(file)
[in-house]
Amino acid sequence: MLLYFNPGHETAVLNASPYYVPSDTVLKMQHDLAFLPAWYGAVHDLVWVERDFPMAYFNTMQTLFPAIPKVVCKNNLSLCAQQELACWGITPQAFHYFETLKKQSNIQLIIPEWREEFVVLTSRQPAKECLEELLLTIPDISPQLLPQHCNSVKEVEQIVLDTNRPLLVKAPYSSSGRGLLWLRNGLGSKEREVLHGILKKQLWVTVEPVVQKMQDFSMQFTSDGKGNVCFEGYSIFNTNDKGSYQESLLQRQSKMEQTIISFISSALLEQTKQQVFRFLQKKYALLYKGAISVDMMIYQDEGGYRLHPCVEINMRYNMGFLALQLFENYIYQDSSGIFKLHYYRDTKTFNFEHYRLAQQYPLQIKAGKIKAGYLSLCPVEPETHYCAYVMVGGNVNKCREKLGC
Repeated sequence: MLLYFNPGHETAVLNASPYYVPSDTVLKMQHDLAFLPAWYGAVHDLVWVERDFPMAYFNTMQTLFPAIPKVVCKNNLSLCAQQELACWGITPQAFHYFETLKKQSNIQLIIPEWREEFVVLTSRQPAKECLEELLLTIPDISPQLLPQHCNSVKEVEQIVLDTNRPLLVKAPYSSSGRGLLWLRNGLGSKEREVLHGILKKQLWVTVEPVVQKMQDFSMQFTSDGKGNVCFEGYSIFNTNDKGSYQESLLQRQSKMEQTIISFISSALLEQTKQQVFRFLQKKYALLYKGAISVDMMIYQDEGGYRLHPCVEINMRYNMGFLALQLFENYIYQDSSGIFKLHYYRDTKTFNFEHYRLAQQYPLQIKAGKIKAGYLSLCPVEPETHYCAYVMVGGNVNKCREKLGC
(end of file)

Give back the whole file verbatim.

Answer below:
[in-house]
Amino acid sequence: MLLYFNPGHETAVLNASPYYVPSDTVLKMQHDLAFLPAWYGAVHDLVWVERDFPMAYFNTMQTLFPAIPKVVCKNNLSLCAQQELACWGITPQAFHYFETLKKQSNIQLIIPEWREEFVVLTSRQPAKECLEELLLTIPDISPQLLPQHCNSVKEVEQIVLDTNRPLLVKAPYSSSGRGLLWLRNGLGSKEREVLHGILKKQLWVTVEPVVQKMQDFSMQFTSDGKGNVCFEGYSIFNTNDKGSYQESLLQRQSKMEQTIISFISSALLEQTKQQVFRFLQKKYALLYKGAISVDMMIYQDEGGYRLHPCVEINMRYNMGFLALQLFENYIYQDSSGIFKLHYYRDTKTFNFEHYRLAQQYPLQIKAGKIKAGYLSLCPVEPETHYCAYVMVGGNVNKCREKLGC
Repeated sequence: MLLYFNPGHETAVLNASPYYVPSDTVLKMQHDLAFLPAWYGAVHDLVWVERDFPMAYFNTMQTLFPAIPKVVCKNNLSLCAQQELACWGITPQAFHYFETLKKQSNIQLIIPEWREEFVVLTSRQPAKECLEELLLTIPDISPQLLPQHCNSVKEVEQIVLDTNRPLLVKAPYSSSGRGLLWLRNGLGSKEREVLHGILKKQLWVTVEPVVQKMQDFSMQFTSDGKGNVCFEGYSIFNTNDKGSYQESLLQRQSKMEQTIISFISSALLEQTKQQVFRFLQKKYALLYKGAISVDMMIYQDEGGYRLHPCVEINMRYNMGFLALQLFENYIYQDSSGIFKLHYYRDTKTFNFEHYRLAQQYPLQIKAGKIKAGYLSLCPVEPETHYCAYVMVGGNVNKCREKLGC